Count of St Germain - from Chroniques, de l’Œil de Bœuf
Type of Spiritual Experience
A description of the experience
The Comte de St. Germain - by Isabel Cooper-Oakley - 
quoting from "Chroniques, de l’Œil de Bœuf." Written down by the widowed Countess v. B. . . . .
There appeared at the Court in these days an extraordinary man, who called himself Comte de St. Germain. At first he distinguished himself through his cleverness and the great diversity of his talents, but in another respect he soon aroused the greatest astonishment.
The old Countess v. Georgy who fifty years earlier had accompanied her husband to Venice where he had the appointment of ambassador, lately met St. Germain at Mme. de Pompadour's. For some time she watched the stranger with signs of the greatest surprise, in which was mixed not a little fear. Finally, unable to control her excitement, she approached the Count more out of curiosity than in fear.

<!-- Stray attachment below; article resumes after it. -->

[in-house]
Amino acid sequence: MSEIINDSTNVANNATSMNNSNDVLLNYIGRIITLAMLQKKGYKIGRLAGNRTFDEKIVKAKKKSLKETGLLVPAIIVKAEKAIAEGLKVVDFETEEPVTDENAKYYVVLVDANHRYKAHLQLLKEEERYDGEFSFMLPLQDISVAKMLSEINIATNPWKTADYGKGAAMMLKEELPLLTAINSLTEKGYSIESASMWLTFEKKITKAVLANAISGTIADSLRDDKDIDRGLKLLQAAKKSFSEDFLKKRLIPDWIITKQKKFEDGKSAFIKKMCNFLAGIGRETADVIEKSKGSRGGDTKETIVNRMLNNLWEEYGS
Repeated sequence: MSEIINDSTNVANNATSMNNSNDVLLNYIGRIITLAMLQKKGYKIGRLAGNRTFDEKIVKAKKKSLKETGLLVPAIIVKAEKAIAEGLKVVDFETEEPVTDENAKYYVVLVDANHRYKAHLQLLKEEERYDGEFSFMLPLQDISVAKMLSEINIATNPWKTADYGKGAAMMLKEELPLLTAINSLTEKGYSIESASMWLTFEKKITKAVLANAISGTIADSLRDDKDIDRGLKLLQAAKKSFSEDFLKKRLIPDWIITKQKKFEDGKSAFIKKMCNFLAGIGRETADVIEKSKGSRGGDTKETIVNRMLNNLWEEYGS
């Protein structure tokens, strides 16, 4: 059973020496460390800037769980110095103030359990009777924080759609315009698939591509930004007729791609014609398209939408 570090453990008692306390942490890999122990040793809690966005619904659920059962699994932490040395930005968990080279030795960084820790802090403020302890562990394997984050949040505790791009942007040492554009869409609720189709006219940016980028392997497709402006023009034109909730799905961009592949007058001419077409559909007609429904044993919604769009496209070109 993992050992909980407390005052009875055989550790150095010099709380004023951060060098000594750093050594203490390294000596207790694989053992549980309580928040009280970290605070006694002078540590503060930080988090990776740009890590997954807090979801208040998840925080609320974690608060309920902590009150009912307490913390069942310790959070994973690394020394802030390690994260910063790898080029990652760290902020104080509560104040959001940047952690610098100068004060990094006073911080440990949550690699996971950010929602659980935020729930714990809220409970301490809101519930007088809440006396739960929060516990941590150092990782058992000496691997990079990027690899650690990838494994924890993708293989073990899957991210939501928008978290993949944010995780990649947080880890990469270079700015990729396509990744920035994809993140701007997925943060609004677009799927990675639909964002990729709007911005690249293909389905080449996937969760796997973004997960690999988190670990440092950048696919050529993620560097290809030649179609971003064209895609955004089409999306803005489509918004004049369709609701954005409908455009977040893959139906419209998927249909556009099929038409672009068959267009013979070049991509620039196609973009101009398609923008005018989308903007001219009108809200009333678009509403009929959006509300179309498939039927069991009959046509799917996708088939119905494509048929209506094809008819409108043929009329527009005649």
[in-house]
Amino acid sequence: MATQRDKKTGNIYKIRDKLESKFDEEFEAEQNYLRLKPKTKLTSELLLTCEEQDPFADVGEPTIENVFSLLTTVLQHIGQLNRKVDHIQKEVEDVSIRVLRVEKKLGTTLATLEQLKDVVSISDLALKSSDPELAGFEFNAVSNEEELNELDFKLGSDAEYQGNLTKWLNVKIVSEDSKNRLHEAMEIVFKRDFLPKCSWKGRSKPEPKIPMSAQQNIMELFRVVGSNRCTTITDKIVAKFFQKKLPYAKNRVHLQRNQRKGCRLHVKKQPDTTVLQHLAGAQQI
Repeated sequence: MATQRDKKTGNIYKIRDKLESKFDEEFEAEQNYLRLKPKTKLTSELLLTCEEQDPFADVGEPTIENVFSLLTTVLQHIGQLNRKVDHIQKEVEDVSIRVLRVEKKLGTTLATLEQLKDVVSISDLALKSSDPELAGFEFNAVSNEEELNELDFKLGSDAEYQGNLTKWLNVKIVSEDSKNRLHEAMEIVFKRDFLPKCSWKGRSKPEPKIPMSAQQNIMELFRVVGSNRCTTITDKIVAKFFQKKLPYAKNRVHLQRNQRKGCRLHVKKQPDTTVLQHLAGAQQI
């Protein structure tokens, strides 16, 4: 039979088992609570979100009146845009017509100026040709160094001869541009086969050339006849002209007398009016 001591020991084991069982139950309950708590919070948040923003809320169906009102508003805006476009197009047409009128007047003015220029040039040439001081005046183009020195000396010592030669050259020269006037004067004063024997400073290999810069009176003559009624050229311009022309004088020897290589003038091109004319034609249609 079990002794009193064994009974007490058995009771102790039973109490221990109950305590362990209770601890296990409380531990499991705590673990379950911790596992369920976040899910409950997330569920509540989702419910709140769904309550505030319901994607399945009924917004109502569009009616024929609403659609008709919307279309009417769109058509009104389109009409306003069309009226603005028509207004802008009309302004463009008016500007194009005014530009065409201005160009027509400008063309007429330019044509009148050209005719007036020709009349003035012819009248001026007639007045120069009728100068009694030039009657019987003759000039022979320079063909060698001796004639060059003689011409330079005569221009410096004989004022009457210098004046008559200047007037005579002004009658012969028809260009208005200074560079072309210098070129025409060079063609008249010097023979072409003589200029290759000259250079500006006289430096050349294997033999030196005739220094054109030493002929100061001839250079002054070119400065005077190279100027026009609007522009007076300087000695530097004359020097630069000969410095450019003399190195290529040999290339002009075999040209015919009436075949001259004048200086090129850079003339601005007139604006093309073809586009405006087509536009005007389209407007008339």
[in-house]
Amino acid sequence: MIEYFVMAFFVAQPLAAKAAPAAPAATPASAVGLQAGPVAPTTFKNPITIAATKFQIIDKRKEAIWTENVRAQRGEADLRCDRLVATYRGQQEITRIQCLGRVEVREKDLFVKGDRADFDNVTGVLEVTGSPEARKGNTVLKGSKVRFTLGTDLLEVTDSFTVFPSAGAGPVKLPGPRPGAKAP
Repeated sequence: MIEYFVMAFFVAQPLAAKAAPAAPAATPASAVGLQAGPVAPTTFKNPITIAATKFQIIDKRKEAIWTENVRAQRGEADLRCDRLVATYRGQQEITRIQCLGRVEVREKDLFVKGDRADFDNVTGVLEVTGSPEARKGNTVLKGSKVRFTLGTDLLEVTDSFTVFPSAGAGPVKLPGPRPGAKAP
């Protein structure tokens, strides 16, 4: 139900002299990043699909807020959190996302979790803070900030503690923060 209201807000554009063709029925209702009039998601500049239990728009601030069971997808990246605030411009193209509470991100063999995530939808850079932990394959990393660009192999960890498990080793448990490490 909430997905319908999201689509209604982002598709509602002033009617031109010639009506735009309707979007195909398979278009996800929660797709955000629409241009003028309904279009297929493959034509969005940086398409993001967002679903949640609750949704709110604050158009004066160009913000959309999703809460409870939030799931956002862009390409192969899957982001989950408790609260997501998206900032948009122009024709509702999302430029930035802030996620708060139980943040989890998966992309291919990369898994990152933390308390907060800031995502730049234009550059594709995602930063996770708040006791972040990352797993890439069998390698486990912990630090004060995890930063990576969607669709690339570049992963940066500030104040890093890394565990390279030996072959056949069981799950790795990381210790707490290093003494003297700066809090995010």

'Will you have the kindness to tell me,' said the Countess, 'whether your father was in Venice about the year 1710?'
'No, Madame,' replied the Count quite unconcerned, 'it is very much longer since I lost my father; but I myself was living in Venice at the end of the last and the beginning of this century; I had the honour to pay you court then, and you were kind enough to admire a few Barcarolles of my composing which we used to sing together.'
'Forgive me, but that is impossible; the Comte de St. Germain I knew in those days was at least 45 years old, and you, at the outside, are that age at present.'
'Madame,' replied the Count smiling, 'I am very old.'
'But then you must be nearly 100 years old.'
'That is not impossible.' And then the Count recounted to Mme. v. Georgy a number of familiar little details which had reference in common to both, to their sojourn in the Venitian States. He offered, if she still doubted him, to bring back to her memory certain circumstances and remarks, which . . . .
‘No, no,' interrupted the old ambassadress, 'I am already convinced. For all that you are a most extraordinary man, a devil.'
'For pity's sake!' exclaimed St. Germain in a thundering voice, 'no such names!'
He appeared to be seized with a cramp-like trembling in every limb, and left the room immediately.